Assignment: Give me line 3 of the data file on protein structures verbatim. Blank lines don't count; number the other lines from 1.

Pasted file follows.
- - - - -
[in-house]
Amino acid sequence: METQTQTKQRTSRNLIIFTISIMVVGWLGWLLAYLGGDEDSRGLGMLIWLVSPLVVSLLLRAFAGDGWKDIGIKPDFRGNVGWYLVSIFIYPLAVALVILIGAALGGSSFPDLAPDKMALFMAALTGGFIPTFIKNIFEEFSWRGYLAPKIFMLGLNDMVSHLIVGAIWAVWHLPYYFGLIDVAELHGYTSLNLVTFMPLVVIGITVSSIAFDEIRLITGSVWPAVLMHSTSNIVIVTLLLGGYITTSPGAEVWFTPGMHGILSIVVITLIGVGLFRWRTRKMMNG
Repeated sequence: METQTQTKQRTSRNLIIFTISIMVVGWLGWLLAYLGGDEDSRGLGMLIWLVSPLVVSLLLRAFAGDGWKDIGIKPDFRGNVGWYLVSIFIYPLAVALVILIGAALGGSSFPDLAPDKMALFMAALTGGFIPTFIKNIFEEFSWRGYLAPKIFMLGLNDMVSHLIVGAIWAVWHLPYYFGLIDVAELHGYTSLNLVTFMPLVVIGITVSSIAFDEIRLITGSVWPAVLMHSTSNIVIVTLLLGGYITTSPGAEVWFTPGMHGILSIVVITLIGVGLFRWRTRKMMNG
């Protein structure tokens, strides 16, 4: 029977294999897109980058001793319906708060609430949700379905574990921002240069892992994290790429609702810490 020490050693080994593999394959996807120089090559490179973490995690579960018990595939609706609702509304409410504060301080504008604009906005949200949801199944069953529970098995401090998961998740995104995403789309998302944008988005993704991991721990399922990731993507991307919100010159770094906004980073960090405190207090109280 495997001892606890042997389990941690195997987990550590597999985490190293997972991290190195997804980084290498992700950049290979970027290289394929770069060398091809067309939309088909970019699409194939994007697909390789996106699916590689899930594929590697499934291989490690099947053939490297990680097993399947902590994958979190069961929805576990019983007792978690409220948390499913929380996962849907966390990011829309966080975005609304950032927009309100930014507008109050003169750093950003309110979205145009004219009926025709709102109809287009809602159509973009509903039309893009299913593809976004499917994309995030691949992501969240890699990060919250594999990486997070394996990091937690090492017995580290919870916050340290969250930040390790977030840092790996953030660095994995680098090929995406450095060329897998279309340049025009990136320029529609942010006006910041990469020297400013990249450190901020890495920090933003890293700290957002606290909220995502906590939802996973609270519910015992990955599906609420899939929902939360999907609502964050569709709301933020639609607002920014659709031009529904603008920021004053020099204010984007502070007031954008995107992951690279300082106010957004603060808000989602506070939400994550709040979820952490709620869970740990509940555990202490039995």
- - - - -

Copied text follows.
Repeated sequence: METQTQTKQRTSRNLIIFTISIMVVGWLGWLLAYLGGDEDSRGLGMLIWLVSPLVVSLLLRAFAGDGWKDIGIKPDFRGNVGWYLVSIFIYPLAVALVILIGAALGGSSFPDLAPDKMALFMAALTGGFIPTFIKNIFEEFSWRGYLAPKIFMLGLNDMVSHLIVGAIWAVWHLPYYFGLIDVAELHGYTSLNLVTFMPLVVIGITVSSIAFDEIRLITGSVWPAVLMHSTSNIVIVTLLLGGYITTSPGAEVWFTPGMHGILSIVVITLIGVGLFRWRTRKMMNG